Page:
Many faculty have questions about the relative merits of online courses versus the traditional face-to-face classroom experiences. Researchers also have an interest in the question, and a variety of studies have been conducted with the usual mixed results but overall accumulating evidence that online courses can provide rich learning experiences. But for many faculty, it is still an open and individual question. Many would like to have the opportunity Kathleen Dolan describes.
Dolan simultaneously taught sections of an introduction to American government class face to face and online. She did so for two consecutive semesters and decided this unique opportunity gave her the chance to collect data that would allow her to determine if the mode of instruction influenced student performance and satisfaction. She structured the courses as similarly as possible. Both courses covered the same content. Students in each took three exams and completed the same Web-based writing assignment. They used the same textbook as well.
Despite these similarities, there were some differences between the two courses. Students in the face-to-face course took their own lecture notes. Dolan made a lecture outline available to them, but in the online course, given the script nature of the lectures, students had access to a more complete set of notes. Furthermore, students in the online course were required to participate in an online discussion exchange. They responded to questions and comments made by other students. The number of students in the face-to-face class was significantly larger than the number in the online course, and discussion there was limited to the 10 to 12 students who regularly responded to the teacher’s questions. But beyond the instructor’s inability to control for note taking, discussion, and class size, a survey on which demographic details such as gender, GPA, reason for taking the course, and previous coursework in the area were collected revealed that the only difference between these groups of students was that those enrolled in the online course were a bit older and further along in school.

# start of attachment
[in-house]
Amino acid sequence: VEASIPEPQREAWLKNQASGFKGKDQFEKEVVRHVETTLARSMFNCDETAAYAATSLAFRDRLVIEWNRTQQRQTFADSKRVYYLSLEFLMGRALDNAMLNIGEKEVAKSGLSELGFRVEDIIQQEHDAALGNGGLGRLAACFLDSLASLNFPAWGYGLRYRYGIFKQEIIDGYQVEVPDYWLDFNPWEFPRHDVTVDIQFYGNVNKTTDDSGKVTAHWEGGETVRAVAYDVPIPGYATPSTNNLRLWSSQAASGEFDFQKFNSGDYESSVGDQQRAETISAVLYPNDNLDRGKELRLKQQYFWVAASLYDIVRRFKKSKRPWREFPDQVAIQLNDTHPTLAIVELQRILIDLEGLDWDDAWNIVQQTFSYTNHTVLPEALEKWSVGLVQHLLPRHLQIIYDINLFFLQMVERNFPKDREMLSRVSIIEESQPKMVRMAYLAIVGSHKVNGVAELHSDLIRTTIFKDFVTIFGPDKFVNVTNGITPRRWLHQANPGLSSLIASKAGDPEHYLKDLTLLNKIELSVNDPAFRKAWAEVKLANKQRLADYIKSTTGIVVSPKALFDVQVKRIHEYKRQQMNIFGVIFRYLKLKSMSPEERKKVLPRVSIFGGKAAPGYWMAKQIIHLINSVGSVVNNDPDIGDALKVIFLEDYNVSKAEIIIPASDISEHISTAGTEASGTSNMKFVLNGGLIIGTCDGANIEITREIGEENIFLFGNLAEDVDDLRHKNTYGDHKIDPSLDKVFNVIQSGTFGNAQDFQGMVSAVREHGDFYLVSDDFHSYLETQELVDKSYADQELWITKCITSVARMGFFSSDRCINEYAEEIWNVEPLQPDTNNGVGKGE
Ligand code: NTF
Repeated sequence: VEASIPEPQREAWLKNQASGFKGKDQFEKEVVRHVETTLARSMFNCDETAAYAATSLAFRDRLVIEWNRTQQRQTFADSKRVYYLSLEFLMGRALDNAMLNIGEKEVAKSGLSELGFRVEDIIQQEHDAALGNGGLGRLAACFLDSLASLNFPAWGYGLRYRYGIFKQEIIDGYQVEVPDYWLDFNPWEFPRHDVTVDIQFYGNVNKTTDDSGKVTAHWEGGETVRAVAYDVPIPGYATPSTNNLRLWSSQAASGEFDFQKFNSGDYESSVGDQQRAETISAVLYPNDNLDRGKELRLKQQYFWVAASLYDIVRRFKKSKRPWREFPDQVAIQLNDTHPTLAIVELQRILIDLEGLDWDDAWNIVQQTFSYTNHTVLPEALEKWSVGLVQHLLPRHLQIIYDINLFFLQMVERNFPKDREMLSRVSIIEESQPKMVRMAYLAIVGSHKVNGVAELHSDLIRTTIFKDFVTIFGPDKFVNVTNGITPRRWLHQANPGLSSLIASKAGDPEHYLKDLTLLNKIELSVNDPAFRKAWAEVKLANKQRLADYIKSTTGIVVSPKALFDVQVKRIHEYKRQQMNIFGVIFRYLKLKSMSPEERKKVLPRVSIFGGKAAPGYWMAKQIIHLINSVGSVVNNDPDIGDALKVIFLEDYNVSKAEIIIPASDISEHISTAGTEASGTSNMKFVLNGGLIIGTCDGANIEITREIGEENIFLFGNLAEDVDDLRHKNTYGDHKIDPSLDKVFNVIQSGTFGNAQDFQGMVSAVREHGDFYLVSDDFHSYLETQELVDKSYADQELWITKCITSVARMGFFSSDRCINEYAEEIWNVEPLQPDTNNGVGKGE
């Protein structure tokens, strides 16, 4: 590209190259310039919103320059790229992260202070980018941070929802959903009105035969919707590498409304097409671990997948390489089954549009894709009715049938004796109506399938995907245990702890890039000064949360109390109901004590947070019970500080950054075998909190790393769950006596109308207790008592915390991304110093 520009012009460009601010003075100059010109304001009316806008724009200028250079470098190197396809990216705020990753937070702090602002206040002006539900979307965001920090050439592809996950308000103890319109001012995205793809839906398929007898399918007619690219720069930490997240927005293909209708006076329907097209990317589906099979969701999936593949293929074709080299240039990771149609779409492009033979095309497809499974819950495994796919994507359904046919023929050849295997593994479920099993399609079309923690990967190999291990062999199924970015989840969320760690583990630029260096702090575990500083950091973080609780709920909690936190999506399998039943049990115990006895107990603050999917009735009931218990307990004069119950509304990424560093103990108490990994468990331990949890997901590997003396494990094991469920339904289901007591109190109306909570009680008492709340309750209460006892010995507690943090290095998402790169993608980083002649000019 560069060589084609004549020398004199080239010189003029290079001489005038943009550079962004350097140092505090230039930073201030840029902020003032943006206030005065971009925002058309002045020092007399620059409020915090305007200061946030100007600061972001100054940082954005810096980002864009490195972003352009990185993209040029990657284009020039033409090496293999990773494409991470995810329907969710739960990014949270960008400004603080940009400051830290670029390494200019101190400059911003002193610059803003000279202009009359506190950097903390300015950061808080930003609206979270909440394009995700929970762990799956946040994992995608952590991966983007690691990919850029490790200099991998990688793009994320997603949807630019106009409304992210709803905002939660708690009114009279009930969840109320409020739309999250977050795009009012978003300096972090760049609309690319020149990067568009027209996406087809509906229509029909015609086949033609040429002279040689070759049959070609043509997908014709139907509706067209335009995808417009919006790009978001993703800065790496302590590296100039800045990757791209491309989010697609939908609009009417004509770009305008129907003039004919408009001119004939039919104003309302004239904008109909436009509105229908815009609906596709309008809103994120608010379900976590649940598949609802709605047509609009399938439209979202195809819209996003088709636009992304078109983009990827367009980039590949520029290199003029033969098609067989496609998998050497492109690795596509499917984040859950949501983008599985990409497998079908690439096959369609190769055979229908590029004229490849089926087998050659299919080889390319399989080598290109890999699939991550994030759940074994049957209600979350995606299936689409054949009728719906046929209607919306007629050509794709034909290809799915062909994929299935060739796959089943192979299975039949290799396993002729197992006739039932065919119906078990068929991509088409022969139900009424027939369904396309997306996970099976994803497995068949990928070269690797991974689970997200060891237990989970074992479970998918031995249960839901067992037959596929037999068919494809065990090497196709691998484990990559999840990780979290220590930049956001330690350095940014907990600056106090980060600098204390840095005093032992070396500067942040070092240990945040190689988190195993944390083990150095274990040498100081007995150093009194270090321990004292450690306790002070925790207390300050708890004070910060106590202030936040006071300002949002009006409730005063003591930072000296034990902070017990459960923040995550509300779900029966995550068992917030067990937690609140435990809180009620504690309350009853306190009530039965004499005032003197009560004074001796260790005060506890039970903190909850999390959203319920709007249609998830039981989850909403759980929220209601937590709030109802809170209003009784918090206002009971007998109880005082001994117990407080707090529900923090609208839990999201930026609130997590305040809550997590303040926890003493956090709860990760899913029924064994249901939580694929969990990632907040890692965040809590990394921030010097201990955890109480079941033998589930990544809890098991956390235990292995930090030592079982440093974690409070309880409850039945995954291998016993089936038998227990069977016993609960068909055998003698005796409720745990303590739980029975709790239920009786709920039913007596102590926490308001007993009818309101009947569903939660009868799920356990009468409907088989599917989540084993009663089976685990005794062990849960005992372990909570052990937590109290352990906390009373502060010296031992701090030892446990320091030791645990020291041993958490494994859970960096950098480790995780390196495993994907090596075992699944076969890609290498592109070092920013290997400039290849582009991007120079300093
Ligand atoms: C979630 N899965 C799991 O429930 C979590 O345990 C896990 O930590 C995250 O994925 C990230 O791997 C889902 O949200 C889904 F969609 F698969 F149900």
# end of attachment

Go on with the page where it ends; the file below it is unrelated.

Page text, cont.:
The average grade for students in the face-to-face course was 77/100 and for those in the online course it was 81/100, or the difference between a C and a B-. Obviously the variables Dolan couldn’t control and the age difference between the groups may account for the different levels in performance. However, Dolan did a regression analysis and the differences in performance levels were maintained. As for satisfaction with the course, as measured by a 14-item evaluation instrument, “there are very few real differences between their evaluations.” (p. 390) On some items the online scores are higher and on other items they are higher in the face-to-face course.
This article is noteworthy as an example of how faculty can do research using their own classes and instructional situations. It does an excellent job of delineating what variables can and cannot be controlled when faculty go about comparing different “treatments” and their influence on learning outcomes. Often teachers cannot control important variables, like class size in this case. That does result in findings that are less definitive, but the value here is not so much adding to what is known about the effects of online versus face-to-face instruction, but what an individual faculty member can learn about his or her own practice. Dolan discovered answers to one set of questions, but her research, like most, raised equally intriguing questions. Now Dolan wonders whether online courses are better in some content areas than in others. Should beginning students be discouraged from taking online courses? Do the convenience and cost savings of online courses substitute for the “real” learning that can take place face to face?
Reference: Dolan, K. (2008). Comparing modes of instruction: The relative efficacy of on-line and in-person teaching for student learning. PS: Political Science and Politics, 41 (2), 387–391.
Reprinted from The Teaching Professor, April 2009.